New Years Drinks: Moët 2002, Charles Melton Rose of Virgina 2010
|One lonely rosé|
I feels almost dirty choosing to drink Moët on NYE, as I really should be picking something slightly more charismatic really. A stack of Coles Vouchers led me to the local Vintage Cellars however, at which Grower Champagnes are rather thin on the ground. Still, this Moët was a happy surprise (and I like surprises) unlike the Melton….
Moët Vintage 2002 (Champagne, France) 12%
Proper Champagne this. Proper from the word go too, with a fine bead and entirely correct, bright straw colour to kick things off. The nose too is better than perfunctory, with a creamy overlay that suggests some judicious lees work, leading on to a dry, briny palate that is clean, correct and absolutely refreshing. It’s a palate that ticks all the boxes actually, with vintage Champagne length and a purity of line that keeps you coming back for a second glass (even on NYE, when a second glass is never enough). Correct, efficient and absolutely classy Champagne that will look even better with a few years bottle age. Yes. 18.4/94
Charles Melton Rose of Virginia 2010 (Barossa, SA) 13%
This is typically my favourite Australian rosé, or at least it was up until recently, built in a style that is hardly going to fit into the pale, dry and textural Rosé Revolution mould, but is normally a carefully made, joyful bowl of fresh Barossan red fruit.
I can’t say I’m taken with this 2010 version however, having liked it, but not loved it back in June and now following it up with a second bottle that looked frankly disappointing. The problem with this bottle is that it looked so one dimensional that you just couldn’t love it. That dimension is normally what is the strength of this wine – namely a freshness of delicious ripe red fruit. But this looked like the freshness boat had sailed, with the caramel hints of early bottle age dulling the crispness, not helped by a lack of natural acidity and only a wack of un-natural stuff on the finish. It looked sweet too, candied, fairy floss residual sugar sweet, which really surprises me as I always thought that ‘Charlie’ deliberately built this drier to avoid such characters (which just don’t seem to work in this wine).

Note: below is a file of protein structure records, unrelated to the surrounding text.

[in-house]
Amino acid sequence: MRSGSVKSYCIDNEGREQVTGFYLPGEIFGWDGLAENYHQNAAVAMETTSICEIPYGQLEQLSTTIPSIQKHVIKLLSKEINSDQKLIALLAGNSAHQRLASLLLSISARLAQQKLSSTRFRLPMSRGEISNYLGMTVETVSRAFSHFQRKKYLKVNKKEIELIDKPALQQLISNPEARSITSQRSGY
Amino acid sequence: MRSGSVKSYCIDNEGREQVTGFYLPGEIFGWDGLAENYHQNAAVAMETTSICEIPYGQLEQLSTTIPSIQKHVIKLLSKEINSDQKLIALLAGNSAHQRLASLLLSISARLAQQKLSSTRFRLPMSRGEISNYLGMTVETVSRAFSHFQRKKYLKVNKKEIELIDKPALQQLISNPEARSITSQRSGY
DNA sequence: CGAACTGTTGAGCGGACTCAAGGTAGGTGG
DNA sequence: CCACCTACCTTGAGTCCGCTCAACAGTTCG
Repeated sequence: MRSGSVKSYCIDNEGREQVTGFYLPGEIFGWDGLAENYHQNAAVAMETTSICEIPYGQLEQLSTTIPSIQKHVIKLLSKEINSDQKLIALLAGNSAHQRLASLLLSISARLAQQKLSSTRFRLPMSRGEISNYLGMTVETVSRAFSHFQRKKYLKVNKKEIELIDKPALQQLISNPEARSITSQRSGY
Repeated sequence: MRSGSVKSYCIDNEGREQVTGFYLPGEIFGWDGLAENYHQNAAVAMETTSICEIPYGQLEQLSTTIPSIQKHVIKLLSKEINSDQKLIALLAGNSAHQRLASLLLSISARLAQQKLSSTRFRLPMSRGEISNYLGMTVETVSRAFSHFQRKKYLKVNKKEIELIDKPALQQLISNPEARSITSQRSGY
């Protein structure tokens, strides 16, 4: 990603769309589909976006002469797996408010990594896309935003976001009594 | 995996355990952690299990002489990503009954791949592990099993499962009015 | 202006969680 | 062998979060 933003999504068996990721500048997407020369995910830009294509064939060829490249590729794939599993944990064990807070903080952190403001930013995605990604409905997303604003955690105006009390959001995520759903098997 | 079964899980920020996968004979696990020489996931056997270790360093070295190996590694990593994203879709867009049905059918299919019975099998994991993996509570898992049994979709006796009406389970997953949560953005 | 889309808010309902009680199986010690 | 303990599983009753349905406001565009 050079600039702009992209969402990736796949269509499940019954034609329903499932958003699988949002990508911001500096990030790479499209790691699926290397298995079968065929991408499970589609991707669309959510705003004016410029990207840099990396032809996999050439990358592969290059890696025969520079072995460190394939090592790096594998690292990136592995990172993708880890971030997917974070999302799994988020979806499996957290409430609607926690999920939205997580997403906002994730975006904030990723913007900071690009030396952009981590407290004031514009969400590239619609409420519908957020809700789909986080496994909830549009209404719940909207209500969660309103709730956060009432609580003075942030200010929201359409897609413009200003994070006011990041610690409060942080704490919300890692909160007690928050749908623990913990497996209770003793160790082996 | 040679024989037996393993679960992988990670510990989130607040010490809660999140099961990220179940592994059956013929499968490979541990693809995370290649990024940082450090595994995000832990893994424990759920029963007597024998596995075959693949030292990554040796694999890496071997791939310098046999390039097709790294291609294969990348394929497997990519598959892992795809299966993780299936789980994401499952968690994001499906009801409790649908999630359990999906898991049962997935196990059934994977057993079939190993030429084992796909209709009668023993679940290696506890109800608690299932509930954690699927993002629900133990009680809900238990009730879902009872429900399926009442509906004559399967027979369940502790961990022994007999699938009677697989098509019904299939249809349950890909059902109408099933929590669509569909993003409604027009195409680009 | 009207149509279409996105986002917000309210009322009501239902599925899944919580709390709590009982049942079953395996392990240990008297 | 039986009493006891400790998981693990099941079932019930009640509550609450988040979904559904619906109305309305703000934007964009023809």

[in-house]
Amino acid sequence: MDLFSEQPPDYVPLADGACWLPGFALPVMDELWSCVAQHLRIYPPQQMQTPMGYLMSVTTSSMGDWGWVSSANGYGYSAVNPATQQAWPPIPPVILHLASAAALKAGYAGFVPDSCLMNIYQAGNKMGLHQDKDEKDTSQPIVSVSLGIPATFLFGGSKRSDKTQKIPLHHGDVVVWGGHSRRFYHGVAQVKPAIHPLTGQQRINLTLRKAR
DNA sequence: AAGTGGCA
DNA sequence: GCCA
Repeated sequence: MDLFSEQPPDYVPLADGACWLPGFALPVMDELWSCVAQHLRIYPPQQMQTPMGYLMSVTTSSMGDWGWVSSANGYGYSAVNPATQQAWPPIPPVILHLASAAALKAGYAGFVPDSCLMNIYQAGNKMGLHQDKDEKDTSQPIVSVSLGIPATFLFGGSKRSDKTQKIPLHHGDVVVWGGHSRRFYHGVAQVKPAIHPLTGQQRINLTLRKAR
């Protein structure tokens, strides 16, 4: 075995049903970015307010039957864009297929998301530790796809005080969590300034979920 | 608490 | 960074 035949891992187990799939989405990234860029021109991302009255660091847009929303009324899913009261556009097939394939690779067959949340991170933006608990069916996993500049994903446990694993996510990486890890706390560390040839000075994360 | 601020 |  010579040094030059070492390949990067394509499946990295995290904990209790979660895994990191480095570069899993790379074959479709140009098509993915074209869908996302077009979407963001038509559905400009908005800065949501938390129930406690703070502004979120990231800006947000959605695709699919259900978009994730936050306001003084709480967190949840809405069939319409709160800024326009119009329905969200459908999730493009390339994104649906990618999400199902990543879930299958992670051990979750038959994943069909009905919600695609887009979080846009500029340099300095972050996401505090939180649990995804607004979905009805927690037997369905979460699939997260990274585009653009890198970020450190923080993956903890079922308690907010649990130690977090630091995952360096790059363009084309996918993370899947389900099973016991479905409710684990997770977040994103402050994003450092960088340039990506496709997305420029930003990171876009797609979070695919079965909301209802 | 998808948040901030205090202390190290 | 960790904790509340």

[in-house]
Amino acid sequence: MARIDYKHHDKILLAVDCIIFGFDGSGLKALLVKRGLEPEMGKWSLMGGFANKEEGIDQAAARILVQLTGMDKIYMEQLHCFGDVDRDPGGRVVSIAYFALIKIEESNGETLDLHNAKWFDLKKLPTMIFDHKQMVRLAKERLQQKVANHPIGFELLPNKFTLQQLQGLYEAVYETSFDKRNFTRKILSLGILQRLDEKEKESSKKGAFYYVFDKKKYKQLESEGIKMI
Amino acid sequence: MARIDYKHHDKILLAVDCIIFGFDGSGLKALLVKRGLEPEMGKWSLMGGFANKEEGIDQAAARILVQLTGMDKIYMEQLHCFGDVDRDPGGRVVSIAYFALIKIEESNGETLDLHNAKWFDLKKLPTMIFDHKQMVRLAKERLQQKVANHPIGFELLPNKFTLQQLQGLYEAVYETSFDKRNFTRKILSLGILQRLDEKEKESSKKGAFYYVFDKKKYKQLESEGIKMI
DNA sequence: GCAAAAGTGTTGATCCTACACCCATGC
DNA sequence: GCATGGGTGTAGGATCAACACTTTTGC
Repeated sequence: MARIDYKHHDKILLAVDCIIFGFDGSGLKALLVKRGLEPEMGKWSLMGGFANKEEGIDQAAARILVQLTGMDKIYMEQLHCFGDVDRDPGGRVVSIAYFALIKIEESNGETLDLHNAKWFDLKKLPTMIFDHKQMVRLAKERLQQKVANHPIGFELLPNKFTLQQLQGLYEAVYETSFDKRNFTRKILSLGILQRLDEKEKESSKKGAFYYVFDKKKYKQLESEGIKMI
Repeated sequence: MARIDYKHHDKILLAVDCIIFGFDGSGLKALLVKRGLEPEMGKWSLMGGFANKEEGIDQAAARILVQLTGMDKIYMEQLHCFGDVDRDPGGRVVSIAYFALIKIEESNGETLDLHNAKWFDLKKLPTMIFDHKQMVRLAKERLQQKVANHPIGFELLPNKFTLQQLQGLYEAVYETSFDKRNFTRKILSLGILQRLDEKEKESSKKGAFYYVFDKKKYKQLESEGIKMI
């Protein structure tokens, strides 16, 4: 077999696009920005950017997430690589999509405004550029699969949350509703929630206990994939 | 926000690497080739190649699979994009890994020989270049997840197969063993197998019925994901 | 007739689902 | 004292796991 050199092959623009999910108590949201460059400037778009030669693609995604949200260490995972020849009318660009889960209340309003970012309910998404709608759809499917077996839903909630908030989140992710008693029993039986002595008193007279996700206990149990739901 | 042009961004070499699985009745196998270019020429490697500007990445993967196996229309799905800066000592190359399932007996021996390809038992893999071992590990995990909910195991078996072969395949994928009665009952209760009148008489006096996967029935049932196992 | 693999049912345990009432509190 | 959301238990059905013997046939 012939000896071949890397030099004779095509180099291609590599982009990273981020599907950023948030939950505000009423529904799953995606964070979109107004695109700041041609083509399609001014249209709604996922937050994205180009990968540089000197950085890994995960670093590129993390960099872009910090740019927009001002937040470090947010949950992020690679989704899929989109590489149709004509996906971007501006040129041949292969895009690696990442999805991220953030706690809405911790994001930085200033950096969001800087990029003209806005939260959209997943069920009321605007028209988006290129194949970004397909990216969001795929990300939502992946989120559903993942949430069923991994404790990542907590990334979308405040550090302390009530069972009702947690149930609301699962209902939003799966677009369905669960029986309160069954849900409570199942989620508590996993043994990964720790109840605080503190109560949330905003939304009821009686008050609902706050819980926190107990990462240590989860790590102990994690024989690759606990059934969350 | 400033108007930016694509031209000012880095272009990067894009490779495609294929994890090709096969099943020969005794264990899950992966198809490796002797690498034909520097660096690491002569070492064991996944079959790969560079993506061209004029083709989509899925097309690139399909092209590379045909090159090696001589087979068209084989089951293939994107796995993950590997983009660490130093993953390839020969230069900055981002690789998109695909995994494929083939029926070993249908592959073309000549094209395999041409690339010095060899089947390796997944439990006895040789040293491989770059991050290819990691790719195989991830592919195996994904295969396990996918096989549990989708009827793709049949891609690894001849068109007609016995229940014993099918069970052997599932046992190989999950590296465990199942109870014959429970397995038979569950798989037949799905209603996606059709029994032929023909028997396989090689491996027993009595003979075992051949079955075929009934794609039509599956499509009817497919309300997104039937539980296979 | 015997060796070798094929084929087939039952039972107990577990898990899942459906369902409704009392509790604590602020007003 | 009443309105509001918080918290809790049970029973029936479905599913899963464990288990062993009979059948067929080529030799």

In the end I (sadly) couldn’t finish a glass and had to resort to a cleansing White Rabbit too settle my nerves. A bad bottle? Perhaps, and maybe heat affected if anything, but that still didn’t quite ring true on the palate. Hmmm. 16.3/87
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